There's a lot of common knowledge about what constitutes "good management" and "employee motivation".  But common knowledge is simply that: common.  It's not necessarily accurate or effective.  In fact, there are a number of myths about employee engagement that I'd like to dispel. 3 Myths About Employee Engagement and Motivation: 1. You Should Always Put On A Good Face For Your Employees Positivity is important, but you know what else is important?  Truth.  There's a reason why "The Matrix" was such a popular movie, and it wasn't only the pleather bondage gear and Keanu Reeve's deadpan delivery.  "The Matrix" offered a basic dilemma: would you rather live in a carefully constructed fantasy, or the terrifying real world?  Would you rather have happiness or the truth?  Keanu took the red pill, and most of your employees want the same.  They want to know what's going on.

The book Moneyball was a huge hit, even more so once the Brad Pitt-starring film hit the big screen.  But for those who never made it past the intro, or those who simply want a refresher course, here are the Cliff's Notes: 4 easy tips to make your managerial style more effective like Billy Beane's. How To Manage Like Billy Beane: 1. Ignore Conventional Wisdom Billy Beane was a first-round draft pic by the Mets, based largely off his traditional good looks and the build that bespoke a classically skilled baseball player.  When Beane failed to live up to expectations, not only his team was disappointed, but he felt cheated himself.  All his life he had been told he was going to be a star but like so many players, he ended up being a waste of money.  Instead of living in denial or trying to blame others for his failure, Beane took a good hard look at why he had been drafted and why he failed to succeed.  He realized that the conventional wisdom of scouting and recruiting was highly flawed.  Too many baseball professionals relied on traditional standards that had no real empirical or statistical basis.  Beane partnered with stats junkie Peter Brand to determine the real, measurable factors that could predict which players would be successful and which would not.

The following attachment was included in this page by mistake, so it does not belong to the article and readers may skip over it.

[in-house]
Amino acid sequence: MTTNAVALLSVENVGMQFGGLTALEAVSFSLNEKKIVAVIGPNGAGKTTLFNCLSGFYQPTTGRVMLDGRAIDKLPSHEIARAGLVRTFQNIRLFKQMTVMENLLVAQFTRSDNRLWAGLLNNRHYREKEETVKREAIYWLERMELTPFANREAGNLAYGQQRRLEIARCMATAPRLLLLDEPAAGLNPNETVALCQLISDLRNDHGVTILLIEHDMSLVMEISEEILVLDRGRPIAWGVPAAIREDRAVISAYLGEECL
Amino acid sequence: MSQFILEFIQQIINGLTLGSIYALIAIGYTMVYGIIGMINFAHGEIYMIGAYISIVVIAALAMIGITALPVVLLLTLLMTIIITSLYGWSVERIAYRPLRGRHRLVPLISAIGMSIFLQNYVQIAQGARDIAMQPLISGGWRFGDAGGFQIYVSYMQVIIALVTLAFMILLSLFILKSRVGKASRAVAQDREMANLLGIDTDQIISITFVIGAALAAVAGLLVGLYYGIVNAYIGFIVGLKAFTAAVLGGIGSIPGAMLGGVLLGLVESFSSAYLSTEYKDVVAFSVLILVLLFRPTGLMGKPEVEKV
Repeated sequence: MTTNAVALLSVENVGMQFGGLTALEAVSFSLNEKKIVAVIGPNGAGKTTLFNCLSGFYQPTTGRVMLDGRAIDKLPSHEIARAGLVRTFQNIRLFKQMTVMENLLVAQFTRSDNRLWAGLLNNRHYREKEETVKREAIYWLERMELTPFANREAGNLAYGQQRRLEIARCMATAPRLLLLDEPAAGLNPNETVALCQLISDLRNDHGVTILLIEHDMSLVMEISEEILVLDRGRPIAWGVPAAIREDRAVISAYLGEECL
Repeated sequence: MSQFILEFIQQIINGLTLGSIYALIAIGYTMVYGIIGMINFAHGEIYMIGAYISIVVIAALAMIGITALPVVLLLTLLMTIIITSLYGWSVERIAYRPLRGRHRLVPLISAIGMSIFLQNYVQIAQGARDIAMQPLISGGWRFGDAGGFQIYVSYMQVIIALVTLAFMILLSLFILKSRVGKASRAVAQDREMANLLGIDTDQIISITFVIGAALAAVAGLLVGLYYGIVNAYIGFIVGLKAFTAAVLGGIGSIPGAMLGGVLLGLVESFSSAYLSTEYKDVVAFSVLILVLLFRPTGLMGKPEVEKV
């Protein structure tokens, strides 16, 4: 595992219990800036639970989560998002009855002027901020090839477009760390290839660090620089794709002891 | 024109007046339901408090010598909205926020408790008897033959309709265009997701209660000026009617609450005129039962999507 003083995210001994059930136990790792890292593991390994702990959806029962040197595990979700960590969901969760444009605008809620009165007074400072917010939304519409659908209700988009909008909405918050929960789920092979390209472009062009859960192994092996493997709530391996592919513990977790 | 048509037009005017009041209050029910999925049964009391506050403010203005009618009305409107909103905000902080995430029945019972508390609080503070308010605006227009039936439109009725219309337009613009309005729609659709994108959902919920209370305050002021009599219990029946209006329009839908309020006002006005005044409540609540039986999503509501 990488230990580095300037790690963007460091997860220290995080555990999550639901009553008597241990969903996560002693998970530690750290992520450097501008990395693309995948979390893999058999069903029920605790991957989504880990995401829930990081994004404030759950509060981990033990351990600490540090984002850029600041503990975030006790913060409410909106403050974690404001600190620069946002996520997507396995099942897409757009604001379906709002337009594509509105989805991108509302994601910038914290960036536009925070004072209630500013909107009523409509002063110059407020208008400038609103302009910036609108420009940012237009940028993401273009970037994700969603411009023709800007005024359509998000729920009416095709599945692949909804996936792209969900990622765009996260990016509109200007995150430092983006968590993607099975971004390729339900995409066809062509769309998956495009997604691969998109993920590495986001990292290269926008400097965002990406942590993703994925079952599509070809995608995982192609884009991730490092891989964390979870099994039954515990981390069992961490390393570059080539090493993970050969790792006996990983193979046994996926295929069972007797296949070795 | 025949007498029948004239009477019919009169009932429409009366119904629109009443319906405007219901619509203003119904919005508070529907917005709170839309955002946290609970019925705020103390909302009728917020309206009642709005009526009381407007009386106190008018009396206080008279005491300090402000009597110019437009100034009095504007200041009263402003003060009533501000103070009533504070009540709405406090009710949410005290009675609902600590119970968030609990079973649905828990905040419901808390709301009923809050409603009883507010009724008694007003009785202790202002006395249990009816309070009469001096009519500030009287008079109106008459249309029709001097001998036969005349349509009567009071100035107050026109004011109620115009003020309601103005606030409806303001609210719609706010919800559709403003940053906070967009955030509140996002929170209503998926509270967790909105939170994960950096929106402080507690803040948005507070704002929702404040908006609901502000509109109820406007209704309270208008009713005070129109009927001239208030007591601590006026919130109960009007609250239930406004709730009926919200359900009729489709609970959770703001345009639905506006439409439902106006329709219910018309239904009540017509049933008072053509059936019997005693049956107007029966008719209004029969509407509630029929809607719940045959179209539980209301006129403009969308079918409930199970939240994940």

In 2008, three professors from the Harvard Business School launched a study examining employees at 300 different Fortune 500 companies.  The purpose of the study was to determine which psychological factors impact employee motivation and morale.  (To read the full analysis, click here.) The study found that employees are guided by 4 basic emotional needs or drives: 1. The Drive To Acquire The drive to acquire is the need to obtain resources, including money and more intangible assets like social status. 2. The Drive to Bond The drive to bond is the desire to form connections with individuals and groups.  In the workplace this includes a desire to form relationships with both peers and managers.